On the other paw, Sombra (which means "shadow") isn't exactly the cartels' favorite canine. She's so good at her job that one of Colombia's most powerful gangs has put a bounty on her head. Known as the Urabeños, this gang has offered $70,000 to anyone who can kill Sombra. Fortunately, so far, the dog is safe and sound. The government has moved Sombra to a city outside the Urabeños' grasp, and in 2020, Sombra will get to retire from police work, hopefully having survived both gangsters and years of working like a dog.

A cat authored a physics paper (sort of)

For the most part, cats spend their time lounging around or murdering innocent animals. But Chester was no ordinary cat. In fact, this intellectual feline played an important part in the history of physics ... kind of.

The story starts in the 1970s, when physics professor Jack H. Hetherington wrote a paper called "Two-, Three-, and Four-Atom Exchange Effects in bcc 3 He." According to Atlas Obscura, the paper was about "the behavior of atoms at various temperatures," but when he was done writing the document — on a typewriter — he realized he'd made a big mistake. Even though he was the only one involved in the study, he'd used the words "we" and "us" multiple times in his paper.

So instead of rewriting the entire thing, he added an extra author: his cat, Chester. Hoping to make the feline sound more respectable, he gave his kitty the pen name of F.D.C. Willard. (Willard was in honor of the cat's dad, and F.D.C. was a combination of the scientific name for house cats — Felis domesticus — plus "Chester.") The paper was well-received, and in 1980, Chester "authored" a second paper in a French magazine, receiving sole credit for "his" work. It was an incredible moment for both physics and felines alike.

This dog became a Hollywood star

The Hollywood Walk of Fame honors some of the greatest icons in pop culture history ... and not all of them are people. Among all the human names, there's a star dedicated to Rin Tin Tin, a German shepherd who used to be an A-list actor. Known to friends as "Rinty," Rin Tin Tin belonged to a World War I veteran named Lee Duncan. We're not exactly sure how Duncan and Rinty first met, as the man told more than one story about the German shepherd's origin, but one tale asserts that Duncan found Rinty as a puppy on a battlefield in France.

Whether or not that's true, Duncan definitely trained Rinty to be an action star, and the canine got his first shot at glory in 1922, playing a wolf in The Man from Hell's River. Afterward, Rinty got more and more roles — starring in a grand total of 27 movies — and became a major movie star. He was a box office draw, and critics praised his amazing "acting abilities." In fact, it's said that Rin Tin Tin movies were so popular that they supposedly saved Warner Bros. from going under. And when the dog passed away in 1932, radio programs were interrupted with the tragic news. According to NPR, there was even an hour-long broadcast that played across the U.S. so Rin Tin Tin fans could say farewell to their favorite four-legged star.

These elephants formed their own orchestra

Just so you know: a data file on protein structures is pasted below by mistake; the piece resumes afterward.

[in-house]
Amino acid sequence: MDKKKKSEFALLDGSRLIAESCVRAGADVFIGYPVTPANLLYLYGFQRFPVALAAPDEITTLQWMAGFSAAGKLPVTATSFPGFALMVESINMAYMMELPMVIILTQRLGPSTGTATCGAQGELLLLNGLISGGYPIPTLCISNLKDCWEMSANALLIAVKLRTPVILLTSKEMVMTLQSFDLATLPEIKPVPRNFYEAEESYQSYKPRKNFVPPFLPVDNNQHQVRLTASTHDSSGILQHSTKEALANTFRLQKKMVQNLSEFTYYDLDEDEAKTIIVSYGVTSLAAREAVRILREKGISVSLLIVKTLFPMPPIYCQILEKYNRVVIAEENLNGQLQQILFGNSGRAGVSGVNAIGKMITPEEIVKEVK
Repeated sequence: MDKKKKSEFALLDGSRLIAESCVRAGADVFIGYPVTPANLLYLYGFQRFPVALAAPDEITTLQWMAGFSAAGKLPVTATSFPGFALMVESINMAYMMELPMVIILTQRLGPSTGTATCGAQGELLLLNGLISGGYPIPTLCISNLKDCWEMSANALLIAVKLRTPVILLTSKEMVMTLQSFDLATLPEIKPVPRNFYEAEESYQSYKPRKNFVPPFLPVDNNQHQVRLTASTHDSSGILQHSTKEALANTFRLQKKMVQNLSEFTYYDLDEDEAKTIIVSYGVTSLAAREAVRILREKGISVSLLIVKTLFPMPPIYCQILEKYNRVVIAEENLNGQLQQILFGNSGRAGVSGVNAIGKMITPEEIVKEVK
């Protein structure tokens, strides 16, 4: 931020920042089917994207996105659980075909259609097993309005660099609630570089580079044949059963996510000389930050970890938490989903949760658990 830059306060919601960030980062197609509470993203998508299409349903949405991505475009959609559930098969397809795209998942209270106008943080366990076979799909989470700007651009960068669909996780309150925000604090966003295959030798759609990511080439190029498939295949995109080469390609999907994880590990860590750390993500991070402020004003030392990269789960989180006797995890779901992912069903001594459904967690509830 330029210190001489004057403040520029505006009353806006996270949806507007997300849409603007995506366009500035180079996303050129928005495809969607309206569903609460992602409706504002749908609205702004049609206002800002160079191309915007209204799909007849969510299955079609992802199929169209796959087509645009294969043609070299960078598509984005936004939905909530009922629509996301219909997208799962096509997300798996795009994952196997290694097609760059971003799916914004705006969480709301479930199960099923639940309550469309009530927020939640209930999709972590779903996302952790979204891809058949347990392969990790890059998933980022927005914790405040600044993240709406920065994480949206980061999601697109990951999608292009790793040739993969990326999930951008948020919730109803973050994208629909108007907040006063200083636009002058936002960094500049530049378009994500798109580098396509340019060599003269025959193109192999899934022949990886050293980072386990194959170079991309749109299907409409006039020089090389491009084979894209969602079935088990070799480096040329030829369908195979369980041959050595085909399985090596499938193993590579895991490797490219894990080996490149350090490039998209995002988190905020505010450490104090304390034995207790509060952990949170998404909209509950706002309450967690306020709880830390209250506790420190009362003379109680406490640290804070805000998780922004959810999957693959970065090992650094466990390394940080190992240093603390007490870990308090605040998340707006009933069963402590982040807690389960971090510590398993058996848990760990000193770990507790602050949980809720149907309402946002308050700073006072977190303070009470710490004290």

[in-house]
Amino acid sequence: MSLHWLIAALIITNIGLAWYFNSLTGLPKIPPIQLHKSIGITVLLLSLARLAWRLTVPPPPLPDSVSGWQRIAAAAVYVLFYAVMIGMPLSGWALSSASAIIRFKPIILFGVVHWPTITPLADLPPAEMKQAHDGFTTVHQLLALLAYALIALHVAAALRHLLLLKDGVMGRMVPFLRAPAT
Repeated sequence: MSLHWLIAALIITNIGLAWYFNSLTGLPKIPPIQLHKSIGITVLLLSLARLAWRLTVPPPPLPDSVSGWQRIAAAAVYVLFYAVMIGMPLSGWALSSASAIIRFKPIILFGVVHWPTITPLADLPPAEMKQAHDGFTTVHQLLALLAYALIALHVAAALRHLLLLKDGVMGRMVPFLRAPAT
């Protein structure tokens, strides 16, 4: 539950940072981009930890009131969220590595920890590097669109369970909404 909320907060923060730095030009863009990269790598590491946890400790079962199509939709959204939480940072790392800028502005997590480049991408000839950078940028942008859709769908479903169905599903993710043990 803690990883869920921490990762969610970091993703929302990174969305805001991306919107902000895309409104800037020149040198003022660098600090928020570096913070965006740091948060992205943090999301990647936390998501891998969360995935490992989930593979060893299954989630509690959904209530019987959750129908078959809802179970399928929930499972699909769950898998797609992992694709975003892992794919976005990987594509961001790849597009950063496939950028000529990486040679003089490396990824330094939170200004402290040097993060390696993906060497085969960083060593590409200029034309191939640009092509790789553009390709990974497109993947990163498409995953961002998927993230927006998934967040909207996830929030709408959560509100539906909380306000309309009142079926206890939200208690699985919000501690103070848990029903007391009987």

Forming bands and making music is generally considered a human endeavor, but in Thailand, there are a bunch of pachyderms playing some sweet tunes. The Thai Elephant Orchestra was founded by conservationist Richard Lair and neuroscientist David Sulzer (who goes under the stage name of Dave Soldier), and the elephants in question live at a conservation center in the northern part of the country. The center is home to domesticated elephants forced into retirement when the Thai government cracked down on logging, forcing the elephants' keepers to give them up. Needing money to keep the center afloat, Lair teamed up with Sulzer to teach the elephants how to play instruments, and this worked out well for Sulzer, too, as it gave him the opportunity to study the cognitive abilities of these magnificent beasts. Sulzer designed all sorts of gigantic instruments, from gongs and drums to a really big xylophone. One elephant even uses the harmonica. With Sulzer as the composer — and elephant handlers signaling the animals when to play — these creatures create music that reportedly reminds many Thai citizens of songs played at Buddhist temples. And the elephant orchestra is so successful that, believe it or not, they've created three albums.

This cat has raised a lot of cash for charity

Lil Bub's life got started on the wrong paw. This little cat was born with dwarfism, osteopetrosis, and four extra toes. According to her official website, her lower jaw is super short, and she doesn't have any teeth. As a result, her tongue constantly hangs out of her mouth. All this combined makes Lil Bub a "perma-kitten," meaning no matter how old she gets, she'll look like an adorable little kitten. But despite her ailments, Lil Bub has lived a pretty amazing life and has helped innumerable animals, all because she's so cute.

Lil Bub's owner is a man named Mike Bridavsky, and according to Wired, he started posting photos and videos of his unique-looking cat online in 2011. Soon, major news outlets were writing about Lil Bub, and Vice even produced an award-winning documentary on the kitty. After that, Lil Bub got her own book and an online web series where Whoopi Goldberg showed up as a guest. But her biggest contribution to society is teaming up with the ASPCA to create Lil Bub's Big Fund, a charity that's raised over $350,000 for special needs pets. And all that cash is thanks to Bub's incredibly cute face.